The agency already has a Chaplin and a team of peer-to-peer counselors on a Critical Incident Stress Management (CISM) Team. The team deploys to provide critical support to deputies during the most stressful of situations. The Sheriff’s Office offers an Employee Assistance Program (EAP) for everyday help navigating emotional, marital, or financial burdens.
The Chaplin and CISM Team activated following Osteen’s death. The Sheriff and Chief Deputy began attending roll calls to get a pulse of the agency. Through community partnerships, they brought in more licensed counselors from Treasure Coast Hospice for therapy and one-on-one counseling. “I was amazed how many of our deputies went to these counseling sessions,” Hester said.
Because there is a shortage of mental health practitioners in the area specializing in treating first responders, St. Lucie County deputies often travel to find help with their occupational stress.
The Sheriff’s Office is launching a mobile application that quickly connects deputies with licensed mental health counselors. “It is very important to us to have licensed professional counselors that deal with first responders,” Hester says.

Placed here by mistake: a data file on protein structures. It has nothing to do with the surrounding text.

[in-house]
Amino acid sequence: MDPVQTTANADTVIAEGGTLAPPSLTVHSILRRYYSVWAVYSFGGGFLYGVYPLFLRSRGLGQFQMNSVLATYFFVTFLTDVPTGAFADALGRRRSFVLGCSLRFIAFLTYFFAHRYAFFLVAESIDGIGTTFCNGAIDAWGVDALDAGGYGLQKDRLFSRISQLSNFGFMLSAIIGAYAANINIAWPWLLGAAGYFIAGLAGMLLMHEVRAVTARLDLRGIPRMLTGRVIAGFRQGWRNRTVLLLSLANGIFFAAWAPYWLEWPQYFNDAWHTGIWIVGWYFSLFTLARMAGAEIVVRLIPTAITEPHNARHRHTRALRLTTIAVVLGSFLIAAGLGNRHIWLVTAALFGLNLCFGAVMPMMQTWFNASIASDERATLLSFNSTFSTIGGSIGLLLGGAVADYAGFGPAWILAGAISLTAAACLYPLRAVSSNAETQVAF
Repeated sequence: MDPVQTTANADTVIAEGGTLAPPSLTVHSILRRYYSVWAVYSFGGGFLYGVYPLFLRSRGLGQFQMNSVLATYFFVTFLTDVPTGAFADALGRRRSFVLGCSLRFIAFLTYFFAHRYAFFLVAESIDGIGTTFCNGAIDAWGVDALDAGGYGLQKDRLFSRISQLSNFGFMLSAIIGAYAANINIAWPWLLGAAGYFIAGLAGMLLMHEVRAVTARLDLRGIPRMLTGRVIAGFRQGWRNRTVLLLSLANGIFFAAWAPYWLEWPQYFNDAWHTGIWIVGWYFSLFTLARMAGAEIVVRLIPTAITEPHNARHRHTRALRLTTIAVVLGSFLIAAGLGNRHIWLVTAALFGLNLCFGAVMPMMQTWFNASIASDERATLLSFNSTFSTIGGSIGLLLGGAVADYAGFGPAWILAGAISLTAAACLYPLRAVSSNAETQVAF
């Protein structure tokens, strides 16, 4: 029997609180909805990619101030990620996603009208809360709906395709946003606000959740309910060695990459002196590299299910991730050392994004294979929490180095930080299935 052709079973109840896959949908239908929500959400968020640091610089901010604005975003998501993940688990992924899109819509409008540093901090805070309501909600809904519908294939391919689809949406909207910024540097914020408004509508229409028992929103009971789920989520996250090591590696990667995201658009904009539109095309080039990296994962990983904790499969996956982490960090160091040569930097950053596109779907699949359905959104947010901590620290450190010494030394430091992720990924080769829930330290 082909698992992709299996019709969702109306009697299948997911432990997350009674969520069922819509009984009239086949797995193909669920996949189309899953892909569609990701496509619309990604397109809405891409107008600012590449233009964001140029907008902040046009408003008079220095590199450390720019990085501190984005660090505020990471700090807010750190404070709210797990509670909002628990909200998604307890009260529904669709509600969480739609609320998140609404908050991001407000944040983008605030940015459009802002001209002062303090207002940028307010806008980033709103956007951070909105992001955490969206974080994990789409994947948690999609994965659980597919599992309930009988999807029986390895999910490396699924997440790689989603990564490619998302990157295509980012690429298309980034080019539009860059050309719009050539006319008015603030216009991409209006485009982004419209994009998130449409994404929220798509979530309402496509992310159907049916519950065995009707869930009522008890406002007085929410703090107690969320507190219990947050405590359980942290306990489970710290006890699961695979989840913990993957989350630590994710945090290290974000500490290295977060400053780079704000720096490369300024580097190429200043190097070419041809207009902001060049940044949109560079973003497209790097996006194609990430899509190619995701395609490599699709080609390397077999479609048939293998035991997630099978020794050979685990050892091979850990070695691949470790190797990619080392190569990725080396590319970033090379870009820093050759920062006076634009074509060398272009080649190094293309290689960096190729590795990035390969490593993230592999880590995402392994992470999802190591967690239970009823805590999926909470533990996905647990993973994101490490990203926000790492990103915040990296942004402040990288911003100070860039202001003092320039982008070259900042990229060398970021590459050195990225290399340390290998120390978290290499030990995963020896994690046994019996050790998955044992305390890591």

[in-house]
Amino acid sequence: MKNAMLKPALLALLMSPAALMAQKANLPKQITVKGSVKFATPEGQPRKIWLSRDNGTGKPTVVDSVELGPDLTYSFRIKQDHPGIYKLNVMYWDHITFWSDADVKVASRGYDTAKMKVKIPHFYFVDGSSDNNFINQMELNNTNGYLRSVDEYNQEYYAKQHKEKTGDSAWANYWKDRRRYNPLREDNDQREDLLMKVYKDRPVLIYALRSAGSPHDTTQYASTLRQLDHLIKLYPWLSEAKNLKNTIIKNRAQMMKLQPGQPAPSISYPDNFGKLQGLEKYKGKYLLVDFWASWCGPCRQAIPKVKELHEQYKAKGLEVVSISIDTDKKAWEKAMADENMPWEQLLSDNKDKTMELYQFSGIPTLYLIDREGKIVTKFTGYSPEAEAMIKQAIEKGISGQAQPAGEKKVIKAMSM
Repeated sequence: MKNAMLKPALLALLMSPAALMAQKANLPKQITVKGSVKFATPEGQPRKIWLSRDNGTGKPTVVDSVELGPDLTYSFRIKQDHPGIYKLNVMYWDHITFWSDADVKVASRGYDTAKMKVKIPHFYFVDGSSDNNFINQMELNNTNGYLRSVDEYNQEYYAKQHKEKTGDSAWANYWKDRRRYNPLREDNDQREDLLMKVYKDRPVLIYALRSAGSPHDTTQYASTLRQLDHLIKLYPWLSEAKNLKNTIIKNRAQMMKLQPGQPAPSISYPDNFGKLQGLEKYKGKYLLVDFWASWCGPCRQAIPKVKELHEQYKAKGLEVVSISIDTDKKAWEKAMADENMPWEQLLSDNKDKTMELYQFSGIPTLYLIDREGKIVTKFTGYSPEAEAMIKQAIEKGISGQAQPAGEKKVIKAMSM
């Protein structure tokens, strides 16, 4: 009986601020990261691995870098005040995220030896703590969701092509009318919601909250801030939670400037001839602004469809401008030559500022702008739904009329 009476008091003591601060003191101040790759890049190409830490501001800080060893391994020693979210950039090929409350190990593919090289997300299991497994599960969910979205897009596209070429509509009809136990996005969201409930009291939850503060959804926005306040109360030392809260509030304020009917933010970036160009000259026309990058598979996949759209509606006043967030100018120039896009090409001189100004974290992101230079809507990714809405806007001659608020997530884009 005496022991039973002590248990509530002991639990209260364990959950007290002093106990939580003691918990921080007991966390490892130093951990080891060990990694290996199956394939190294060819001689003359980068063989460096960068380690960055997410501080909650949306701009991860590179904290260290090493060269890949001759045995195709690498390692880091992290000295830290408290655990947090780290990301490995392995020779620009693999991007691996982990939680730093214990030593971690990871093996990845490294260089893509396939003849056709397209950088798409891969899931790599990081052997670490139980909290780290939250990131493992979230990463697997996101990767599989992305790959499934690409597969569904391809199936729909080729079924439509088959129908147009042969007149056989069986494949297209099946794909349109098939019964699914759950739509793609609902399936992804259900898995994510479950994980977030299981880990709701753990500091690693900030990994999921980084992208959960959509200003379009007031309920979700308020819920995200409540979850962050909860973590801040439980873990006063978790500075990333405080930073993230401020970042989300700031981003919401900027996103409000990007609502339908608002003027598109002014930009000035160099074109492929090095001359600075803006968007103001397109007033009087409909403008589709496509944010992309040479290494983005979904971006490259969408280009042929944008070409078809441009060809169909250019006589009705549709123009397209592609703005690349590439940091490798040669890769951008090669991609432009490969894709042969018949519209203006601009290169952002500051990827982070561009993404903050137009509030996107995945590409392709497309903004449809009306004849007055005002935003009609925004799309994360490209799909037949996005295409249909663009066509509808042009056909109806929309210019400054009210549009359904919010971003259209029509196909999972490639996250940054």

But sometimes, all the preparation and planning in the world can’t prepare you for the unknown. Although we will never know what caused two young deputies to take their own lives, we do know that the job they face tests the metal of even the toughest souls.
The St. Lucie County Sheriff’s Office started the new year with the loss of two very special people. Jayce Osteen may never know his mom or dad, but he now has 800 aunts and uncles at the Sheriff’s Office. “Our focus now is to make sure that he grows up healthy and secure, knowing that he is loved,” Mascara said.
God Bless the men and women of the St. Lucie County Sheriff’s Office.
If you feel overwhelmed, you can call the 211 Helpline 24/7 for free, confidential counseling.
If you feel hurting yourself, you can call the National Suicide Prevention hotline at 1-800-273-8255.
You can donate to support Jayce through the Sheriff’s Office here: Donate to Support Crime Prevention Efforts | St. Lucie Co Sheriff’s Office, FL (stluciesheriff.com)